Never the Twain? by Patrick Henry Reardon

Never the Twain?

The September 1995 issue of This Rock, a conservative Roman Catholic publication of a rather apologetic bent, featured an editorial called “What Happened to Franky Schaeffer?” which took considerable umbrage at last fall’s edition of Schaeffer’s The Christian Activist. Understandably so, inasmuch as the latter contained some rather rough comments about the Roman Catholic Church, especially in a long piece by the Orthodox priest, Alexey Young. In fact, Father Alexey’s article was excerpted from his recent book that ardently urges the Orthodox not to pursue union with the Roman papacy.

Carefully setting that theological question aside, I here take issue with This Rock’s editorial on only one point, and this a matter of speculation. It notes, correctly, that the views of Schaeffer and Young are at odds with the thinking of certain Orthodox hierarchs, especially the ecumenical patriarch (of Constantinople). When it goes on to speculate, however, relative to Patriarch Bartholomew and Orthodox Christians, that “most of them are on the trail he is blazing” toward Rome, this is saying far more than can safely be said. The statement does, however, merit more comment.

Frustrated Ecumenical Hopes

Conservative Roman Catholics seem to feel close to the Orthodox Church in ways that they do not necessarily feel close to Protestants. They sympathetically recognize that Roman Catholicism and Orthodoxy have much in common with respect to structure (bishops, dioceses, etc.), piety (devotion to the Mother of God, monasticism, etc.), morality (opposition to abortion, etc.), authority (Tradition, Councils, etc.) and myriad other particulars. Conservative Roman Catholics also read good Orthodox writers like Thomas Hopko, Stanley Harakas, Anthony Ugolnik and so forth, and they usually like what they find there. So they wonder why the two groups don’t just get together and put better than three-quarters of all Christians under one (papal, naturally) roof, perhaps thereby causing Protestantism at last to see the light, get with the program and come aboard.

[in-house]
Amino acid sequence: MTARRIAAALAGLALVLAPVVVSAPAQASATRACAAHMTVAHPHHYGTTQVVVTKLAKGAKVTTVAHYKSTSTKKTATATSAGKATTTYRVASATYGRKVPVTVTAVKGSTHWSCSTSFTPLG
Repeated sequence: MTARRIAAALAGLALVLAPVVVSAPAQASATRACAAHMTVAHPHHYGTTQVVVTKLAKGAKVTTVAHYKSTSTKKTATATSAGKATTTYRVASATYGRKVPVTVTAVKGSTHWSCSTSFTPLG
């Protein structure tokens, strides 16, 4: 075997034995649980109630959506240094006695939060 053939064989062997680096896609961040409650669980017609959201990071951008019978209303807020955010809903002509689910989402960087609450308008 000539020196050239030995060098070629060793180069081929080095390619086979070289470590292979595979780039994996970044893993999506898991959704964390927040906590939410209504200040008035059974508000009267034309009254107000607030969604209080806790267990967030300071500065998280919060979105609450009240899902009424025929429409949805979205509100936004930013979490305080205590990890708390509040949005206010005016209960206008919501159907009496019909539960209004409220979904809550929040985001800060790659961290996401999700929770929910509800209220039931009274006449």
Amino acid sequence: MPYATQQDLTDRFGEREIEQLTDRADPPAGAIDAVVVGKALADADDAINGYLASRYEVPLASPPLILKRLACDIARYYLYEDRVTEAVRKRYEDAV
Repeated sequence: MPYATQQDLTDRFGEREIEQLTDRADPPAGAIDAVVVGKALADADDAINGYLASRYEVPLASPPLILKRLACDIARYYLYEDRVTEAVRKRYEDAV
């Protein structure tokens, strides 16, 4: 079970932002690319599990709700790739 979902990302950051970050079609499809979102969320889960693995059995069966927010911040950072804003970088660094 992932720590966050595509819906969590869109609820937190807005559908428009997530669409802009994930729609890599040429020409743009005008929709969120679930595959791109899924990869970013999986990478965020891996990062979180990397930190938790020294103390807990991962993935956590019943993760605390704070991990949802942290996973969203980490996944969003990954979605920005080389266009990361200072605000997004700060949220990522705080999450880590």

Father Richard John Neuhaus eloquently spoke for this Roman Catholic assessment at the Rose Hill Conference in South Carolina last May, when he declared that the only thing really separating the two groups was the bare act of removing the separation. Then, in a moving Protestant response to this suggestion, S. M. Hutchens addressed the Orthodox and Roman Catholics: “If you two grand ladies can figure out which of you is the real Mrs. Jesus, then perhaps the rest of us can come on home.”

More realistic than most men, Hutchens expressed doubts that this is likely to happen except in an apocalyptic setting, including apocalyptic-scale martyrdom. Some of us present, however, were deeply impressed by, nor will ever forget, the fervent sentiments of Christian charity proclaimed by Neuhaus and Hutchens. We wanted to sit down right there and then, send for the pope, the Eastern Patriarchs, the Archbishop of Canterbury and the appropriate Protestant leaders, instruct them to knock off the foot-dragging, fill out the necessary forms, share the Eucharist, exchange the Kiss of Peace, and thus resolutely make schism a thing of the past. Our hearts truly wept with the longing to do it.

Conservative Roman Catholics, looking sympathetically at the Orthodox, seem to feel that a great deal of the foregoing hopes might be soon fulfilled, perhaps even in our generation. They share Pope John Paul’s grand vision of a Christendom reunited for the third millennium. It is natural, I suppose, that they should imagine that the Orthodox partake of these hopes.